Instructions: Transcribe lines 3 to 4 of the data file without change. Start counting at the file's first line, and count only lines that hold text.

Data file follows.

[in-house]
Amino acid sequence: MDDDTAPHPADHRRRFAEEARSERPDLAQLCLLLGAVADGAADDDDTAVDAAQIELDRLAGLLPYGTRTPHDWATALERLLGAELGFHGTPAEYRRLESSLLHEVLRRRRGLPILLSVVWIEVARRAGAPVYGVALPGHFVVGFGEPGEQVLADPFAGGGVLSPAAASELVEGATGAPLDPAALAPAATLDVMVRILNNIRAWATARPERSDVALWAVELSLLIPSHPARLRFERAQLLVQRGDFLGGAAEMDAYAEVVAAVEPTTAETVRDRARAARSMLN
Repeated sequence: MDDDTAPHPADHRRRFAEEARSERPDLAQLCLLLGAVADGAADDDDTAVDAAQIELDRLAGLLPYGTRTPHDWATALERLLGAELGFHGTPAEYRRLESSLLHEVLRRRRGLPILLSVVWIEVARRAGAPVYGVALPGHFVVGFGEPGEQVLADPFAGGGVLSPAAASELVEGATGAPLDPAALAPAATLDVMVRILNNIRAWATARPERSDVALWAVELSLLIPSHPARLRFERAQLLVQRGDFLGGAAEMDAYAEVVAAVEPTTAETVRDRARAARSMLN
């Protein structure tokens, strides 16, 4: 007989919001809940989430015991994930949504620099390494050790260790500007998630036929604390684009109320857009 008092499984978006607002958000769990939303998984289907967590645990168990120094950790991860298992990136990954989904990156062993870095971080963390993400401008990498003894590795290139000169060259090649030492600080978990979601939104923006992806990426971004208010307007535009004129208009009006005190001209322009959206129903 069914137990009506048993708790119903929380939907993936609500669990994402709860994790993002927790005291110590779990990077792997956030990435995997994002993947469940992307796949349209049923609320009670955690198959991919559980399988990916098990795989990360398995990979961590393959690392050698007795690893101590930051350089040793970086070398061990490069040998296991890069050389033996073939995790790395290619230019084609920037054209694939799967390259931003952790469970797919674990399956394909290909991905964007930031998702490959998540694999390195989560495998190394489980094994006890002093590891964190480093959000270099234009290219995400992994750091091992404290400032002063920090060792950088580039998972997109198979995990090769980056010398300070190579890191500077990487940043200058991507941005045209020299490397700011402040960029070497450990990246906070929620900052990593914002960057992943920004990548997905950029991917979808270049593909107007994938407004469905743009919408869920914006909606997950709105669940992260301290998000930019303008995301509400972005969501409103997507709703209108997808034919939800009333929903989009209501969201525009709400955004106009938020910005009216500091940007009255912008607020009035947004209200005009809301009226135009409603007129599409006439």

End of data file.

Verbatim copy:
Repeated sequence: MDDDTAPHPADHRRRFAEEARSERPDLAQLCLLLGAVADGAADDDDTAVDAAQIELDRLAGLLPYGTRTPHDWATALERLLGAELGFHGTPAEYRRLESSLLHEVLRRRRGLPILLSVVWIEVARRAGAPVYGVALPGHFVVGFGEPGEQVLADPFAGGGVLSPAAASELVEGATGAPLDPAALAPAATLDVMVRILNNIRAWATARPERSDVALWAVELSLLIPSHPARLRFERAQLLVQRGDFLGGAAEMDAYAEVVAAVEPTTAETVRDRARAARSMLN
């Protein structure tokens, strides 16, 4: 007989919001809940989430015991994930949504620099390494050790260790500007998630036929604390684009109320857009 008092499984978006607002958000769990939303998984289907967590645990168990120094950790991860298992990136990954989904990156062993870095971080963390993400401008990498003894590795290139000169060259090649030492600080978990979601939104923006992806990426971004208010307007535009004129208009009006005190001209322009959206129903 069914137990009506048993708790119903929380939907993936609500669990994402709860994790993002927790005291110590779990990077792997956030990435995997994002993947469940992307796949349209049923609320009670955690198959991919559980399988990916098990795989990360398995990979961590393959690392050698007795690893101590930051350089040793970086070398061990490069040998296991890069050389033996073939995790790395290619230019084609920037054209694939799967390259931003952790469970797919674990399956394909290909991905964007930031998702490959998540694999390195989560495998190394489980094994006890002093590891964190480093959000270099234009290219995400992994750091091992404290400032002063920090060792950088580039998972997109198979995990090769980056010398300070190579890191500077990487940043200058991507941005045209020299490397700011402040960029070497450990990246906070929620900052990593914002960057992943920004990548997905950029991917979808270049593909107007994938407004469905743009919408869920914006909606997950709105669940992260301290998000930019303008995301509400972005969501409103997507709703209108997808034919939800009333929903989009209501969201525009709400955004106009938020910005009216500091940007009255912008607020009035947004209200005009809301009226135009409603007129599409006439």